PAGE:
Knee replacement surgery (also known as knee arthroplasty) is a treatment that can help relieve pain and restore the normal functioning of severely damaged knee joints. It is a surgical operation that involves the replacement of damaged bone and cartilage from the thighbone, shinbone, and kneecap with an artificial joint (prosthesis) made of metal alloys, high-grade plastics, and polymers.
Knee replacements are needed by people having osteoarthritis – a condition where the cartilage (tissue) that cushions the knee joint wears away. As a result of this, the knee bone starts rubbing against each other, which is quite painful. People suffering from rheumatoid arthritis – a disease that causes chronic joint inflammation, may also need a knee replacement. Others may have had an injury causing knee pain and limiting its movement. All these conditions are responsible for causing a gradual increase in knee pain, thus making it worse, over a long period of time, said Dr. S S Khatri, Senior Consultant, Arthroplasty, Arthroscopy & Complex Trauma.
The decision of having surgery is rightly taken by an orthopedic surgeon after analyzing the condition of your knee in terms of the range of motion, stability, strength, and pain level. The extent of damage is usually monitored with the help of an X-ray or MRI scan. Many factors influence the choice of knee replacement prostheses and surgical techniques considering age, sex, weight, body activity level or physical function, knee size and shape, and overall health history.
Signs to decide the right time for a knee replacement:
- No effect of Medications to ease the pain.
- Treatments like cortisone injections, lubricating injections, rest, and physical therapy are ineffective to reduce your pain.
- Facing difficulty and pain in performing everyday tasks, such as bathing, getting out of bed or a chair, or climbing stairs.
- Need the aid of a walker to walk around.
- Level of deformity and gait balance.
- The pain is severe throughout the day and night even when you’re sitting still or lying down.
- Your knee has deformed from an injury or arthritis.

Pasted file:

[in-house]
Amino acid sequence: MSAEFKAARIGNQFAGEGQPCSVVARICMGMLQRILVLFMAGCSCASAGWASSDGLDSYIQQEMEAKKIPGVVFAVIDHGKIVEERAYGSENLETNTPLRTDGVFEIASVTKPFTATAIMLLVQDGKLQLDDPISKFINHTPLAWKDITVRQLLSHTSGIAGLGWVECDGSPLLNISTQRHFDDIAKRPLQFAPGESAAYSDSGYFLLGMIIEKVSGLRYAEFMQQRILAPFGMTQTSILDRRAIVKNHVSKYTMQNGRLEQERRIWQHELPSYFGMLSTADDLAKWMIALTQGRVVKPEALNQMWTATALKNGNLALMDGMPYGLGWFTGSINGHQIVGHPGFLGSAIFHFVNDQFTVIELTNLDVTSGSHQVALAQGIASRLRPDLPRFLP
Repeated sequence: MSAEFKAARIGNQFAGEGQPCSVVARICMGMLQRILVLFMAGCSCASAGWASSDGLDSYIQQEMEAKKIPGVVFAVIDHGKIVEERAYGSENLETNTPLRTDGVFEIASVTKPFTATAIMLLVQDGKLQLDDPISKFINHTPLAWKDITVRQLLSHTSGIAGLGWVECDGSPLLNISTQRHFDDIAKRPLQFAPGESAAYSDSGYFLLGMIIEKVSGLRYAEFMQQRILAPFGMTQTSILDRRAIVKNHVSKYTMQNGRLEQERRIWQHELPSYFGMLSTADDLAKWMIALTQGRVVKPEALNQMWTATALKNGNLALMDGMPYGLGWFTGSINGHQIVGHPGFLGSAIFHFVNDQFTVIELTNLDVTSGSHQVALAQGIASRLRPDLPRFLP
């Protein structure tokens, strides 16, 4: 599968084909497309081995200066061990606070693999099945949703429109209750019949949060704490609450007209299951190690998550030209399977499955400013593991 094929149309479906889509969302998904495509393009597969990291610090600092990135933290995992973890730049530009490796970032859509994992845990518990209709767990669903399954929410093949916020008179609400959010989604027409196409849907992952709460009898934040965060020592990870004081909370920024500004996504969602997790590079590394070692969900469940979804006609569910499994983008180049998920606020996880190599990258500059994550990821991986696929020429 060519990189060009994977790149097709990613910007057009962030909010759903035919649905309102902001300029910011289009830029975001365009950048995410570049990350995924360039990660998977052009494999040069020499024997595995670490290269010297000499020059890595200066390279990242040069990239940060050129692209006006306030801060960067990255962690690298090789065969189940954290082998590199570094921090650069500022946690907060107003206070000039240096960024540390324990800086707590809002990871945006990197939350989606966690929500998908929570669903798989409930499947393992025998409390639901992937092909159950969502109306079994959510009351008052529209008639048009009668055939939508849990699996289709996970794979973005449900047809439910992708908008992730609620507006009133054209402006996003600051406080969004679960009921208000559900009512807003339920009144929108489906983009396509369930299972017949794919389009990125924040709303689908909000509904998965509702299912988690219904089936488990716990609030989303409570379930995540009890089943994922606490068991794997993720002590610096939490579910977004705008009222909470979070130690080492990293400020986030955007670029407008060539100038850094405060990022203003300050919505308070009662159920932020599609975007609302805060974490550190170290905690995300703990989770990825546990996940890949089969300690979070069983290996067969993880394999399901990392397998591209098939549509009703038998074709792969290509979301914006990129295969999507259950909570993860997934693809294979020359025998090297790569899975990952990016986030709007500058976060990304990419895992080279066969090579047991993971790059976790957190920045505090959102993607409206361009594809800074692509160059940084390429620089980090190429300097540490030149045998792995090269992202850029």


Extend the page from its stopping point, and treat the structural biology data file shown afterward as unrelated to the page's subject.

- People with age > than 55 years are more likely to get their knees replaced. However, successful knee replacements are possible for patients of all ages.
Not having surgery can lead to:
- Knee pain can cause an awkward walking style and this may further affect your hips and spine.
- Weakness in muscles and ligaments and if untreated can cause loss of function.
- Difficulty in normal daily activities due to an increase in pain and a loss of functionality. It may become very tough to walk, drive, and do household chores.
- The decline in overall health is due to an increasingly inactive lifestyle.
- Sadness and depression due to decreased mobility.
- Complications that may leave no option other than surgery in the future.
A person’s quality of life can be reduced due to all of these issues and this may have a negative impact on their emotional and physical condition. Continued use of damaged joints will likely lead to further deterioration and damage. Patients having surgeries performed at the initial stage can have higher success rates with the knee functioning more effectively in the months and years ahead. The patient needs to spend 1-3 days in the hospital after surgery, and it can take 6 weeks to get back to normal activities. Most people are able to drive again after 3–6 weeks. Younger people who have knee surgery are more likely to need a revision, as they put more wear and tear on their knee joints.
When is the best time for knee replacement surgery?
If your consultant tells you that you might benefit from surgery, it is worth considering doing it as soon as possible. The following listed factors can give some guidance on deciding a date for the surgery:
- Surgery can be conducted in any season.
- The idea on the cost, and arranging the funds.
- Knowledge about the type of company’s implant used.
- Availability of someone to take you to and from the hospital.
- Someone to help you with meals and other daily activities during recovery.
- Find someone to help with children, pets, and other dependents for the first few days.
- Fit the surgery and recovery dates with your caregiver’s schedule
- Availability of the surgeon or doctor for the follow-up.